Playwright: Leonard Bernstein and others. At: Next Theatre Company, 927 Noyes, Evanston. hone: 847-475-1875; $25-$45. Runs through: March 22
Last season Next Theatre created a musical from The Adding Machine, a 1920s play about a Lower Middle Class urban couple alienated from each other, for whom the American Dream remained unfulfilled. Now, Next presents a 1950s one-act opera about an upper-middle-class suburban couple alienated from each other, for whom the American Dream remains unfulfilled. Y'see, money doesn't buy happiness; or, perhaps the American Dream itself is an amorphous, ever-elusive aspiration.
The first and weightier half of The American Dream Songbook is Leonard Bernstein's 1952 Trouble in Tahiti, which concerns the marital rift and existential disappointment of Dinah and Sam ( Bernstein's father's name, not coincidentally ) . The jazz-influenced opera shows musical hints of Bernstein's Candide, four years down the road, plus thematic ideas Bernstein explored all his life: the search for happiness, the garden as metaphor—'a quiet place'—for harmony and contentment. The music is punchy, theatrical, accessible, not startlingly original but always vigorously identifiable as the Bernstein idiom: very American, sometimes parodistic and by turns sardonic and wistful as was Bernstein himself ( whom this writer knew ) . Rarely produced, Trouble in Tahiti offers both musical charms and relevance since the fundamental dilemmas of relationship and aspiration haven't changed.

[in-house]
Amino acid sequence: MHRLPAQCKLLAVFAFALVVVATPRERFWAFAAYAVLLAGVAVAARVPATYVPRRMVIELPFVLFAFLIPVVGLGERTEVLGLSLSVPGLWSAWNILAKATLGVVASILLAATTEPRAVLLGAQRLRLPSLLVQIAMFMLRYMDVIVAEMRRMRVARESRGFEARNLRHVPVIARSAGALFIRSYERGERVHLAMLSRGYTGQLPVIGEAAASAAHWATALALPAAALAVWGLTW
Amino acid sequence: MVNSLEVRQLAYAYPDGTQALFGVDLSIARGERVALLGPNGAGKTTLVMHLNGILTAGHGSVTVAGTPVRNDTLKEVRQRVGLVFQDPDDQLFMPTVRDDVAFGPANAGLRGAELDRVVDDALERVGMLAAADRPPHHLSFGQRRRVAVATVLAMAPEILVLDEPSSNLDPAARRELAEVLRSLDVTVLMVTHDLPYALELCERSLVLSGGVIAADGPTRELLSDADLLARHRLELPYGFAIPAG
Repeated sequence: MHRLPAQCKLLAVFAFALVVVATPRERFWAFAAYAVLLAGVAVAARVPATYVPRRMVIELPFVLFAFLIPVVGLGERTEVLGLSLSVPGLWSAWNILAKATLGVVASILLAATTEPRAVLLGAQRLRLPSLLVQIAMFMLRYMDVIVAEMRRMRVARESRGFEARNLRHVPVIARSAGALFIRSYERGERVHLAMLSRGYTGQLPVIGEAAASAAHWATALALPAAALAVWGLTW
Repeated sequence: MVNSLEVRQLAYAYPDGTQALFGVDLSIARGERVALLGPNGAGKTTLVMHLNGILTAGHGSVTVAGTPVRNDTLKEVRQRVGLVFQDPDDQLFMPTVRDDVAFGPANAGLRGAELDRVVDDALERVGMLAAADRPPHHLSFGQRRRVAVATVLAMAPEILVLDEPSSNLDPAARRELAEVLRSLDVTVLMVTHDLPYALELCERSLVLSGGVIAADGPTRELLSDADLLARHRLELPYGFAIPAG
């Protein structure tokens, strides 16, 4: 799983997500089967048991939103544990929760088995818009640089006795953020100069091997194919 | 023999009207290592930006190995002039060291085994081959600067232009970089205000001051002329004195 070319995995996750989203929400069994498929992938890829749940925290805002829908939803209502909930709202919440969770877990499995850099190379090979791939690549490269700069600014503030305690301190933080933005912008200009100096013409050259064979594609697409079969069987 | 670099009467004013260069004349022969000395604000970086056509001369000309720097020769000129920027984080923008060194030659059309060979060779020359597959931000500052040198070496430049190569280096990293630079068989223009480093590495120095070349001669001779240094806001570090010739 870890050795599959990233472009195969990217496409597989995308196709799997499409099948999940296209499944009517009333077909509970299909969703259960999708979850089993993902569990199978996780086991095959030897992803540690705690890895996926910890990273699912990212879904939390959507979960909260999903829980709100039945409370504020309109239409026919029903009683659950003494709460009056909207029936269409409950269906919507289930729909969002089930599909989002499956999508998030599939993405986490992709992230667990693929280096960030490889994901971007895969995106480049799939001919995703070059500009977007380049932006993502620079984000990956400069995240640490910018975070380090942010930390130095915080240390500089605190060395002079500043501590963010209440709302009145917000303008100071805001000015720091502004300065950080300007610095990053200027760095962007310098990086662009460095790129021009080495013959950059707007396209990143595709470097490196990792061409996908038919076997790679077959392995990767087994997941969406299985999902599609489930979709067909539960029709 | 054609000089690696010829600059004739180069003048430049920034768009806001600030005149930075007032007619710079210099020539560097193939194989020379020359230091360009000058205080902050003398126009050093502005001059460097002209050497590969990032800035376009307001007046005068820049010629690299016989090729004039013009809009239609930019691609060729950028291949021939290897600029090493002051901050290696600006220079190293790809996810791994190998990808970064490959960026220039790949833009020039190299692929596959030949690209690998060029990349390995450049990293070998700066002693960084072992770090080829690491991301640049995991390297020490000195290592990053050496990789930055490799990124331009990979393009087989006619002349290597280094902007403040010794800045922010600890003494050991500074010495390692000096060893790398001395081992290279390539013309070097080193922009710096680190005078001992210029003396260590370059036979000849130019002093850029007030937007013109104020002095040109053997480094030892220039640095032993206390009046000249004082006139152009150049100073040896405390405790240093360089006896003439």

The production looks good in scenic designer Collette Pollard's redo of virtually the entire theater space, carrying forth a cream-colored motif that encompasses the stage and the side walls of the theater, which feature photomurals of playwrights famous for works about the American Dream ( example: Arthur Miller and Death of a Salesman ) . The stage setting itself is simple, dark and glossy and allows the five performers to roll any necessary furniture on/off with ease. But the most important thing director Jason Loewith has done is to cast five top-flight singing actors who have mastered Bernstein's rhythms and key changes, and the sense of his words, with apparent ease under music director Jeremy Ramey, who leads a brass-rich small instrumental ensemble ( uncredited in the program ) .
The second half is devoted to the world premieres of five new theater songs by five recognized younger American composers ( alas, all male ) among them locals Kevin O'Donnell and Michael Mahler. They pick up where Trouble in Tahiti leaves off, exploring hopes and images of the American Dream—from Britney Spears to Appalachia—in a variety of always-theatrical musical styles from Rent-like anthem to jazz waltz. Pieces by Michael John LaChiusa ( very funny ) , Michael Mahler ( deadly Britney satire ) and Michael Friedman are complete mini-musicals while O'Donnell and Joshua Schmidt contribute songs. All five pieces—collectively titled The American Dream Revue—are engagingly presented and performed and are musically varied, but they don't carry as much weight as the Bernstein piece.
FYI: Next's musical version of The Adding Machine opens this week Off-Broadway.